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I attempted to check-in online the day before the flight, but because I hadn’t entered the passport information when I bought the ticket (because my passport, inconveniently, was expiring), half way through the process I discovered that without this crucial bit of info, I could not check-in online. Nor could I select a seat, another thing that I had wanted to do so that I could make sure of getting a spot on the aisle close to the front of the plane for speedier exit … sigh. Major cock-up.

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So … I got to the airport four hours early, checked in at the self-serve kiosk, and found out that my assigned seat was a middle seat right in the back of the plane (of course). Luckily, because I was so early I was able to change my seat at the kiosk to a more congenial row 26 aisle seat …. closer to the target. Even more happily, the plane left on time, and, since it wasn’t full, I was able to move to an even more strategic seat on the aisle row 16. We had a smooth flight over the North Pole and arrived in Amsterdam a bit early; I leapt out of my seat the moment the seat belt sign was turned off and hustled myself and my carry-on bag down the hallway to my connecting flight, already boarding at a gate somewhere far away … after a speed walk through the terminal I arrived at a long line sneaking its way through the security clearance with 5 minutes to spare before the gate closed – huzzah!

Unfortunately, the Istanbul flight left late and confronted strong head winds on the way east, Ataturk International was exceptionally busy, with every gate full of planes and others waiting to taxi in, and we had to wait to park at the gate. When I had originally booked the Bodrum flight, I had had enough time to transfer, but the airline had changed the departure time twice after I had already purchased the ticket, each time moving it earlier. As a consequence, I had only one hour to get off the KLM plane, through passport control, into the domestic terminal, and onto the next plane … Once again the mad dash down the airport hallways, rushing past folks clogging up the moving sidewalks, only to arrive at an unbelievably crowded passport control point, full of a surging mass of international humanity. Unlike other big airports – Mexico City, for example, where people with connecting flights can go through a separate streamlined transfer passport control process – here everyone has to trudge through the same slow snake of a line towards the control booth – scheisse! It was not at all looking good for my connecting flight to Bodrum. While I walked slowly through the line, the group of eastern European men behind me kept trying to budge into line in front of me; not feeling very charitable and not willing to ignore it, I told them that actually I was ahead of them and proceeded to push my way past them as the minutes ticked inexorably by.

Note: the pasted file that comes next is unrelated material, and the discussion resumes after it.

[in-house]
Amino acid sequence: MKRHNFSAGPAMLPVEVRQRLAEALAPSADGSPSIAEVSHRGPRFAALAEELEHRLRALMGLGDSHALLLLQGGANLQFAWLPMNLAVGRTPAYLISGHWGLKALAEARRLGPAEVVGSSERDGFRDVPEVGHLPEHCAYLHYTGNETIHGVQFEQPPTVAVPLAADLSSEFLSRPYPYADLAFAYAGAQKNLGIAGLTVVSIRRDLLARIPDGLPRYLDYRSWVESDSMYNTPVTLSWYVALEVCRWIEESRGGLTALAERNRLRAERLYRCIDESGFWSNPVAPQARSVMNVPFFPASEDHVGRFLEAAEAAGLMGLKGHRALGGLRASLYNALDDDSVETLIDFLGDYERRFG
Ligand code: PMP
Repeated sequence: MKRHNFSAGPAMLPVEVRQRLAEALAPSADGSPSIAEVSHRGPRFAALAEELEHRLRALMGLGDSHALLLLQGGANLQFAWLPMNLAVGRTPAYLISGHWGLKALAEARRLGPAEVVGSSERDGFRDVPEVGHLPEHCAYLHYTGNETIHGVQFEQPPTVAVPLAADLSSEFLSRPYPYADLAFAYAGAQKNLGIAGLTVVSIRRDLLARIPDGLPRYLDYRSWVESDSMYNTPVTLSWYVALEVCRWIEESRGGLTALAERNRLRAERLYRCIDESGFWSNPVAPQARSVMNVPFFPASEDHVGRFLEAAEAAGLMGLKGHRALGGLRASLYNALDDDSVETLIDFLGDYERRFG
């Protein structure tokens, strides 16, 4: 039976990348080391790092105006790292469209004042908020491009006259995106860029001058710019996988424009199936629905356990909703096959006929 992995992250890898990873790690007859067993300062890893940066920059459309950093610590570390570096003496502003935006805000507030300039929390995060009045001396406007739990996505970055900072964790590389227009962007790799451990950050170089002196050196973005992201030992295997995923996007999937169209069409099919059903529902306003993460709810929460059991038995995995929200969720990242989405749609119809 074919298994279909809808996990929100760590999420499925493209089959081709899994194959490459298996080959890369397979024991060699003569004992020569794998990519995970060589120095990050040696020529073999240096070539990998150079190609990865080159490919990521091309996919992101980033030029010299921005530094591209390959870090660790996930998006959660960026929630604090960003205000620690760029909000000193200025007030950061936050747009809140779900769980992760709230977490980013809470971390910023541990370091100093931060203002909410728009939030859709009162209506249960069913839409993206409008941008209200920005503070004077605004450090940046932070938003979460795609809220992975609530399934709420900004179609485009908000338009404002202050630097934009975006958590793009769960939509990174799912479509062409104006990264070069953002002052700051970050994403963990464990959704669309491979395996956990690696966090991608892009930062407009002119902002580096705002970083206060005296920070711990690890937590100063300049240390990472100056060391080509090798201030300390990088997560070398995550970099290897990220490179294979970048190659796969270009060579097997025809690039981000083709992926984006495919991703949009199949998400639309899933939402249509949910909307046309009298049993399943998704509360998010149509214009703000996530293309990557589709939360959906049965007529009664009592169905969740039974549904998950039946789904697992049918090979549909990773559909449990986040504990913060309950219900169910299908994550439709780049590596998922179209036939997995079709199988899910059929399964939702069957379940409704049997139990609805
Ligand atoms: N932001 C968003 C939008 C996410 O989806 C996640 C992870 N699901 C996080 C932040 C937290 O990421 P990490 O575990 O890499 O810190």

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After receiving a desultory look at my visa and a loud clang of a stamp in my new passport, I raced through Ataturk International in the direction of the Domestic Terminal, along a seemingly interminable series of hallways as the time was running out and “Last Call” for the Bodrum flight flashed on the Departure screen. By this time I was a ball of sweat, and the ol’ legs were not as strong as they might have been. I was losing steam and starting to give up on making the flight. But with a superhuman effort I ran up to the Atlasjet counter yelling “Bodrum – help!”. An employee took pity on me, I was tossed a boarding pass, conducted to the front of the security line, through screening, had my bag carried down to the bus, radioed the plane that I was on my way and the door held open for me as I stumbled up the stairs, into the cabin, and collapsed in a sweaty, stinking heap into my seat at one minute before departure (not a good look) – huzzah!

In an interesting turn of events on the flight, I was having a nice chat with a very pleasant Turkish woman heading to Gundogan from Frankfurt and the fellow sitting on my other side heard me say I was from Canada. He asked “Which city?”, I responded “Vancouver”, he asked, “Where in Vancouver?”, I replied “Downtown – what about you?”, he replied “Yaletown”, I said “No kidding – where?, he answered “The Elan – 28th  floor”. I was stunned – we were actual neighbours! The Elan is the building right across the street from our place – we could have seen one another through our windows! How small is the world! Originally from Iran, resident in Vancouver for 14 years, Dema is now a financial planner in Dubai but still considers himself Canadian. It was a lovely end to a long, long day to meet these nice folks.

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Eljay retrieved me from the airport and drove me to our digs for the coming weeks, the Old Stone House, in tiny village of Gokcebel, a lovely drive of about 45 minutes along the beautiful coast of the Bodrum peninsula. After a nice glass of cold white wine, and some homemade soup, I was ready to hit the sack. Over and out for now!